Updated on by Sarina
An intimidating task for those who want to do macramé work is deciding on how much cord is required to finish a macramé project. What if the cord falls short in the middle? Wouldn’t the whole work be useless? These are questions that stop many from starting the work.
Most of the macrame tutorials will give you the exact measurements for a particular project. But what if you want to make a pattern that you have seen and liked and which does not have a tutorial? That’s where you will need these tricks and hacks to estimate the length of the cord as well as the number of cords.
You cannot know exactly how much length you will need for a new project with any method other than some one spoon feeding you the info, but using the methods given below you will live and complete the project without any regrets. From my experience, it has helped me finish my projects without many complications.
How to measure macramé cords for your projects?
There is a reason why you cannot be exact in your calculations – because of the variables in cord size.
Different types of cords result in different lengths of macrame work. This is due to the difference in thickness of the cords available for macrame. Macrame cord diameter is measured in millimeters. There are 1 mm cords to 10 mm cords. The most commonly used cords are 2mm, 4mm, and 5mm.
The thicker the cord, the more length of cord you will need to finish your project. For example, the length of a 2mm cord to finish ten numbers of square knots will be less than the length of a 4mm cord. Similarly, single-strand cords use less length than 3-ply twisted cords.
Depending upon the number of knots in your pattern, you will need more cord. If your pattern has less number of knots and more free spaces, it will require less cord.
Tighter the knots more length is needed
If other embellishments like beads are added.
How to estimate the length of cord?
One method to measure the length of the cords is to make a particular knot using the cord that you are working with and undo it and measure the length required to finish the knot. For example, take a pair of 4mm cords and make two square knots. Mark the cord at the end of the second square knot. Now undo the knots and measure the length required. Note it down. You can use it to scale up or down to finish your future projects. You can repeat this technique with other knots on cords of different thicknesses.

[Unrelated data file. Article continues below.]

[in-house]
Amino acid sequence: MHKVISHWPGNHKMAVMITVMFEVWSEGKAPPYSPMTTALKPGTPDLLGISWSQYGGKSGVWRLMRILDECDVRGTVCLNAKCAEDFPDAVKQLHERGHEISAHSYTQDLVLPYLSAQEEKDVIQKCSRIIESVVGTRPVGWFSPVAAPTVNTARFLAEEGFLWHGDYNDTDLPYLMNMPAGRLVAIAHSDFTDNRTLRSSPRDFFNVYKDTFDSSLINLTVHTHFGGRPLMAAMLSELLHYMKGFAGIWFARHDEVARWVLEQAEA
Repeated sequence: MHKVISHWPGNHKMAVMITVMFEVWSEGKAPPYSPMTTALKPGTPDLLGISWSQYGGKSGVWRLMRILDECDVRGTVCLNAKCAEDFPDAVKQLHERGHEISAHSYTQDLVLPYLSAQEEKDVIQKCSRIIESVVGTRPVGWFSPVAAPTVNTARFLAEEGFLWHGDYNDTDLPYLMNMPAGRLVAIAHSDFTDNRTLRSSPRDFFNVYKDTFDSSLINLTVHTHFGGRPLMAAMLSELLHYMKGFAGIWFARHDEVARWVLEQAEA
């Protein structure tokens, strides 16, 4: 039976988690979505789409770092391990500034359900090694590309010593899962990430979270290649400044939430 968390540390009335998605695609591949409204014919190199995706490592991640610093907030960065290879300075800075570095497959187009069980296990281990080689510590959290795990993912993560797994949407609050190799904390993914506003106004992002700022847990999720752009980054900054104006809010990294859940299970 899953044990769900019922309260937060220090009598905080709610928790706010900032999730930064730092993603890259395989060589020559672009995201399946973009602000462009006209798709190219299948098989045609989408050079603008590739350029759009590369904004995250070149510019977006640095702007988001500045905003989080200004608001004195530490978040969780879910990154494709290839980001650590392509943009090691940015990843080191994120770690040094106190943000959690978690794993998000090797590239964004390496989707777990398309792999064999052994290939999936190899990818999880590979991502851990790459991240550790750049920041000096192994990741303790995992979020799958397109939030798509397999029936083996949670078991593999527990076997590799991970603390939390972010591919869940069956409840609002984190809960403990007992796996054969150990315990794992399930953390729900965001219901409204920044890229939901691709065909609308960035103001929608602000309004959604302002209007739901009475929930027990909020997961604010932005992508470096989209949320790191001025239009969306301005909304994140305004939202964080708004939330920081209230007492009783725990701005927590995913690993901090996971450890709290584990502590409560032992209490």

Favorite fool-proof method
The previous method is laborious and may not be possible for everyone. There is a second method that I use that has not failed me so far.
The first thing to do is to take the length of the finished project. Now multiply it by six times.(You can do this 7 or 8 times, if there are lots of knots in the design, or the cord is thick)
For example, you want to make a wall hanging of 30 cms in length. Now multiply 30 with 6 and you get 180cms. You may require cords that are as long as 180 cms. I usually add 10 or 20 cms extra for safety. It is better to have some extra cord than you running out of a cord before you finish your project
How many cords (number) will be needed?
This depends on the width of your project and the width of your cord. Measure these. Mark 1 cm on on a piece of paper. Lay the cords in front of you inside the one cm mark and see how many cords will fit inside one cm. (take this as a). Multiply a with the width of your final project. What you get is the number of cords you will need.
Divide this by 2 to get the number of cord you should cut finally for the project – because in macrame you always fold over the cords over your the top anchor.
What if you run out of a cord before finishing your project?
Well, you don’t have to panic. You can add a new set of cord and continue with your project.
There are many tutorials available on the internet to show how to do it.
One such tutorial is this-
I love sewing, fabric, fashion, embroidery, doing easy DIY projects and then writing about them. Hope you have fun learning from sewguide as much as I do. If you find any mistakes here, please point it out in the comments.